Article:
this is from a mtb training course i am trying out
"Top 10 MTB Strength Training Mistakes (Part 1)
Mistake #1. Applying bodybuilder programs to our own - I love Arnold as much as the next guy but the world of bodybuilding he helped popularize has wreaked havoc on the strength-training field. Now we have a whole generation thinking that the key to athletic improvement is to simply get big muscles.
Use of bodypart splits (training different body parts on different days), isolation exercises and 3 sets of 10 reps are all intended to build muscle but will do little to enhance your potential as a rider. Programs that enhance your strength, power and athleticism use a far different approach than bodybuilding. While this ingrained bodybuilding mentality can be maddening, riders who follow these programs can be shown the way. They already believe in working out, their efforts are just misguided.
Mistake #2. Not having a strength-training program in the first place - Unfortunately, a lot of mountain bikers think that all strength training is similar to the bodybuilding routines seen in the fitness media. Because of the boring nature of these exercises routines, riders who would greatly benefit from strength training avoid the gym like the plague.
Instead, they opt for more saddle time, rationalizing that this is what will take them to the next level. More saddle time can be helpful but these riders, from pros to bros, are undeniably limiting their potential as a biker by not having a strength-training program.
Mistake #3. Rushing into weighted exercises -While some of us may have started out doing some push-ups and pull-ups, we progressed to using external resistance (barbells, dumbbells, etc.) as soon as we got "serious" about strength training. Unfortunately this rush to use external resistance robs us of the chance to master our own bodyweight.
As mountain bikers, mastering balance and joint control, using just our bodyweight, must be a priority with a strength-training program. You have to earn the right to use external resistance if you are really serious about your riding."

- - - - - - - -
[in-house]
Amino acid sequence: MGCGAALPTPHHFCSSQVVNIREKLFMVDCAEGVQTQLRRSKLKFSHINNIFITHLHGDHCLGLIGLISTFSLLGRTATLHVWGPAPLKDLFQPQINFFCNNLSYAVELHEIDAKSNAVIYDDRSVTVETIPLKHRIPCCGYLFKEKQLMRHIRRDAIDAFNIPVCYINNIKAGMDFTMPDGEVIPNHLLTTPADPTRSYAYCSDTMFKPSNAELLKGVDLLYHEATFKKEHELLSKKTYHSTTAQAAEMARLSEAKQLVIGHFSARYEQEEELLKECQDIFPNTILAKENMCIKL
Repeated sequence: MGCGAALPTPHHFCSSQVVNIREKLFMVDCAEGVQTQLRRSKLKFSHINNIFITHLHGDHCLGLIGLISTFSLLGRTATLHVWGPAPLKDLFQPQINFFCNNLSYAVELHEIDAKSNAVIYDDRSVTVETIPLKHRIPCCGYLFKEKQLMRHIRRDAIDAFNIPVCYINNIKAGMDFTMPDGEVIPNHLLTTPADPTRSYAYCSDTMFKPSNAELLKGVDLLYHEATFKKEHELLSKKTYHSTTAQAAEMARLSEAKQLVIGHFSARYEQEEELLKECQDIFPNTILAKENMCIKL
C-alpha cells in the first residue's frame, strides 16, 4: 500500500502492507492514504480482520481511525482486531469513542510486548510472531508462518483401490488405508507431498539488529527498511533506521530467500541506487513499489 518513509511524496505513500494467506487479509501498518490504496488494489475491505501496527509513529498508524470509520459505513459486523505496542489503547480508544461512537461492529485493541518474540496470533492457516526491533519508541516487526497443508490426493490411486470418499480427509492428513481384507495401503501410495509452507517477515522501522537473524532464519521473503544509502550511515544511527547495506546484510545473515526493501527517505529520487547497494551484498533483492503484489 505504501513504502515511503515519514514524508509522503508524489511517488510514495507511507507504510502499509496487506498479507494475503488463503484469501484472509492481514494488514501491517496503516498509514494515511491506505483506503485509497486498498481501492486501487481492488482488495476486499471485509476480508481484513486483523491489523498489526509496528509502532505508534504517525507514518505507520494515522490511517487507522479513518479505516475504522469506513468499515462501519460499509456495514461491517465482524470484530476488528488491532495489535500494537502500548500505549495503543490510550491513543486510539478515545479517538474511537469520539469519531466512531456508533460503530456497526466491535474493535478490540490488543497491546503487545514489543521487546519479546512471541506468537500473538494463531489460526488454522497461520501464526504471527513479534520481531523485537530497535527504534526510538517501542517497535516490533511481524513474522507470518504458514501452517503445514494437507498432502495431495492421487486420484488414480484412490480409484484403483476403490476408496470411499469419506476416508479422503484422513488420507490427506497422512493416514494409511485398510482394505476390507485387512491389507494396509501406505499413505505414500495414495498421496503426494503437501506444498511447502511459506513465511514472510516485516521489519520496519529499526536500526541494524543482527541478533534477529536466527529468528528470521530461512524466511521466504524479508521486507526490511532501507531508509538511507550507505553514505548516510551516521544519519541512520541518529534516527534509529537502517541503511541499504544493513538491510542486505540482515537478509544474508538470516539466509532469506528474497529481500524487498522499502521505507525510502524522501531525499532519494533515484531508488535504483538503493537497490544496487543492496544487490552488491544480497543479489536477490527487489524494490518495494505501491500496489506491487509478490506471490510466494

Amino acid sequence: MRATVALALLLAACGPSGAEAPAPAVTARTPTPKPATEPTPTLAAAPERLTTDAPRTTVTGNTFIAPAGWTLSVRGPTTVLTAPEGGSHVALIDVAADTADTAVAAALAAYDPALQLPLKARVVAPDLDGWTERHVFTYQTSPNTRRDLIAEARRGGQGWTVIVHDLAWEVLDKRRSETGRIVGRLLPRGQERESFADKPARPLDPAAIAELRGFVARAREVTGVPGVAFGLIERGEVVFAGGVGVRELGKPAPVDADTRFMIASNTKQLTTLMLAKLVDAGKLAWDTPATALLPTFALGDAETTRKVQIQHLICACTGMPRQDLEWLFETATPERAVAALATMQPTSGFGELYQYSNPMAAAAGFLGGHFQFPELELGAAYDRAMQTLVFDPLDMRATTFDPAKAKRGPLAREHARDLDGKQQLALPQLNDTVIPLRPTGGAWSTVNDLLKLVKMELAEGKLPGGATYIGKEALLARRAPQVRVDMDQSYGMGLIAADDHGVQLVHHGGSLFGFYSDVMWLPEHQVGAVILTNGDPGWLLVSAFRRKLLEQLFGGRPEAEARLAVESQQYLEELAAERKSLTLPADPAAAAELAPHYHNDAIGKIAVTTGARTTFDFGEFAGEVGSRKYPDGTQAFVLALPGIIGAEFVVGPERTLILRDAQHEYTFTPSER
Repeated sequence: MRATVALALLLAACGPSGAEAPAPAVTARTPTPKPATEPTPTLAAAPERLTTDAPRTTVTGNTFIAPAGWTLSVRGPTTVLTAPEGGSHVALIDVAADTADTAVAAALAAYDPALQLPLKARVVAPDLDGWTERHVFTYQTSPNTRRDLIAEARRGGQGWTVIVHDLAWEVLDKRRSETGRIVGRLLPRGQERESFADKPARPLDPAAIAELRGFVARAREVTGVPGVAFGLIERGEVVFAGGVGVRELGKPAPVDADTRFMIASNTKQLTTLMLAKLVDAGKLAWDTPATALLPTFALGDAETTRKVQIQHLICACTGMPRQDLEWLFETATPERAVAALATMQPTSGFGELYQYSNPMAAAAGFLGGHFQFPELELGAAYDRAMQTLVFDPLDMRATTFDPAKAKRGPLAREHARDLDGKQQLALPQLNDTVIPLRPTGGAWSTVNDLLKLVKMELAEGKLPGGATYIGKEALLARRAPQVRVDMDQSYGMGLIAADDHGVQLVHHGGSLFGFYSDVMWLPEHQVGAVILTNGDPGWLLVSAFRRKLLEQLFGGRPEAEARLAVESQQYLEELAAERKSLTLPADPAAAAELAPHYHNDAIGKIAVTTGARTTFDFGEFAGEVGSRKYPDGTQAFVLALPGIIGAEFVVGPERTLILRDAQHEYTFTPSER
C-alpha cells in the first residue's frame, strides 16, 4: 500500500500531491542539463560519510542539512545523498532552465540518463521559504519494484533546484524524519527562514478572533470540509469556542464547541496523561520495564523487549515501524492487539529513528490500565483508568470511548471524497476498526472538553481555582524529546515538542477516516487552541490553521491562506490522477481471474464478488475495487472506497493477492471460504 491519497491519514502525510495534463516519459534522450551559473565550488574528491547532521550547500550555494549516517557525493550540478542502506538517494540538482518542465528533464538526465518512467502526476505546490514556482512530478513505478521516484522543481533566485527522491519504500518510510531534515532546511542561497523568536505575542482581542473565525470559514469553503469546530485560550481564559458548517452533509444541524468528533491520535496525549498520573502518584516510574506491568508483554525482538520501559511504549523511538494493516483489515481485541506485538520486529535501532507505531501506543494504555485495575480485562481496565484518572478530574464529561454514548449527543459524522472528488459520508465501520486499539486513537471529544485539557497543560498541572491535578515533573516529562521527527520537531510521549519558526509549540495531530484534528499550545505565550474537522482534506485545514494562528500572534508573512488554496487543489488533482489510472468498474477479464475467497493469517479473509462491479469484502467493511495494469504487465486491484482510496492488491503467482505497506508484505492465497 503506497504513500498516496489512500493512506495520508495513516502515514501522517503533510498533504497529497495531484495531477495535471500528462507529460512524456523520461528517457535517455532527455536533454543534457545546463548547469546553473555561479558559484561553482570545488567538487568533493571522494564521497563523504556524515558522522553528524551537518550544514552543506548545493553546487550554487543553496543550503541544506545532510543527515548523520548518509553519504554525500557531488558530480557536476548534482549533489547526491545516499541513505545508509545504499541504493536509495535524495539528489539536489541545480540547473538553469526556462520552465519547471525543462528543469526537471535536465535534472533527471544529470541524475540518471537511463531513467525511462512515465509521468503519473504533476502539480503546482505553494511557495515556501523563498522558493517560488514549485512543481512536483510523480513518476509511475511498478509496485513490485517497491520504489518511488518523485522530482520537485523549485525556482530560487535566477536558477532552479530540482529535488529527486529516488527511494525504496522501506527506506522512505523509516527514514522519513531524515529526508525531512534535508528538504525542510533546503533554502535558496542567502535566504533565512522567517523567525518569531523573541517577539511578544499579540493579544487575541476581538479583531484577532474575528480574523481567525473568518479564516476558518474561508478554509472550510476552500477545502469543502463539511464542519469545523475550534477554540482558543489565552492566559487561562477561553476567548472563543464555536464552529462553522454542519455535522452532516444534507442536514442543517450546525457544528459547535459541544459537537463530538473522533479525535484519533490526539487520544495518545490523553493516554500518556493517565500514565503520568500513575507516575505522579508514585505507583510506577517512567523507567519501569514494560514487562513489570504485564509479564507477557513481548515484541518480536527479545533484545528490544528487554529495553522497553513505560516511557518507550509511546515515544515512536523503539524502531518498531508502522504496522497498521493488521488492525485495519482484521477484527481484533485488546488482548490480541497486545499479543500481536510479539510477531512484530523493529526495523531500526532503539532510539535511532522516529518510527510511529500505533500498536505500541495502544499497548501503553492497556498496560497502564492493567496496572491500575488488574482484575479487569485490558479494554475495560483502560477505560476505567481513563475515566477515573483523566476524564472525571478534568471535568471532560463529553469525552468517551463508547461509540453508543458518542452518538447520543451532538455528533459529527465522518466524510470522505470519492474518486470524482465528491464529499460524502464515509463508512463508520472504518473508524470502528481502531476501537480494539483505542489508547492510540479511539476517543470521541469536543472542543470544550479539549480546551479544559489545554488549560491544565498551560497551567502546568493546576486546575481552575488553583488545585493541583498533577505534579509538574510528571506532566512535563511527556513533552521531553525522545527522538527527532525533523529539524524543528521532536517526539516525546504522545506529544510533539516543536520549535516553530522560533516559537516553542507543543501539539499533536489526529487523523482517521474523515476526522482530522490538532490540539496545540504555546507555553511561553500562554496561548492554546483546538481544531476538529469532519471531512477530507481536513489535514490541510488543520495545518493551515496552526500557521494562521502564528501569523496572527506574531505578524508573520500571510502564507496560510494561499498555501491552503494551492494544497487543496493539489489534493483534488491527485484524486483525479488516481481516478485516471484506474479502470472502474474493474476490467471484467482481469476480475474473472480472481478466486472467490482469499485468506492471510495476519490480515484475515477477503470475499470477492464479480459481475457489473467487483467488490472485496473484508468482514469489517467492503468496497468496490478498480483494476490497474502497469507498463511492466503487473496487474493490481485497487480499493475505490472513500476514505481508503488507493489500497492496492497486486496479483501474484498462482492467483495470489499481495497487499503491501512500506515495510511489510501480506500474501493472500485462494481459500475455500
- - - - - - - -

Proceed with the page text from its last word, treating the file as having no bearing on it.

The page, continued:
"Top 10 MTB Strength Training MIstakes (Part 2)
Mistake #4. Using machines - This is one of my biggest pet peeves with the mountain bike programs I see in the media. Your body needs a platform to display strength from and your torso is a major part of creating that platform. Any time you sit down and brace your back against something (like a leg press) your torso does not have to brace as hard to help move the weight.
There is a saying in powerlifting that "you can't fire a cannon from a canoe because you'll sink the damn thing". This is just an eloquent way (for a powerlifter, at least) to point out that how much strength and power you can display in the real world is contingent on having a firm platform to "fire" from.
Machines rob you of a chance to strengthen this platform, as well as retarding your ability to coordinate your "cannons" (arms and legs) and "platform" (torso). All this adds up to one thing - as a serious rider, machines should almost never be a part of your program.
Mistake #5. Misunderstanding ab/ core/ torso work - Call it what you will, having better strength and control of your midsection (abdominal and low/ mid back area) is paramount to being an explosive and injury resistant biker. If mistake #4 didn't help illustrate my point about the importance of this area I don't know what will.
Unfortunately, there is a huge misunderstanding about the best way to train your torso. Crunches, leg raises and side bends are what most people do to build their abs and, while better than nothing, they are certainly not the best we can do. Your torso's primary purpose in life is to stabilize and protect your spine. Most ab work focuses on torso movements, making them less than desirable to build stability.
Your torso has to be stabilizing your spine during an exercise to work on that specific function, making most well known ab exercises inefficient if not ineffective. Luckily for us, though, some of the best torso stabilization exercises are also the core lifts you want to focus on during strength training (deadlifts, overhead pressing, front squats, etc.). Add in some specific work like planks and windmills and you're well on your way to building a bulletproof torso.
Mistake #6. Over applying the "sport specific" concept - We all want our programs to be "sport specific". Heck, you wouldn't be reading this if you didn't see some value in directing your gym time to improve your saddle time. However, a lot of trainers go overboard with this concept in an attempt to impress potential clients.
Remember, strength training programs can have one of three impacts on your riding - 1) positive, 2) negative or 3) none. Hopefully you're shooting for option #1. Programs should be rated according to this criteria alone. A basic, well-conceived program that delivers noticeable results is always better than the super fancy one that baffles you with bull * while delivering nothing."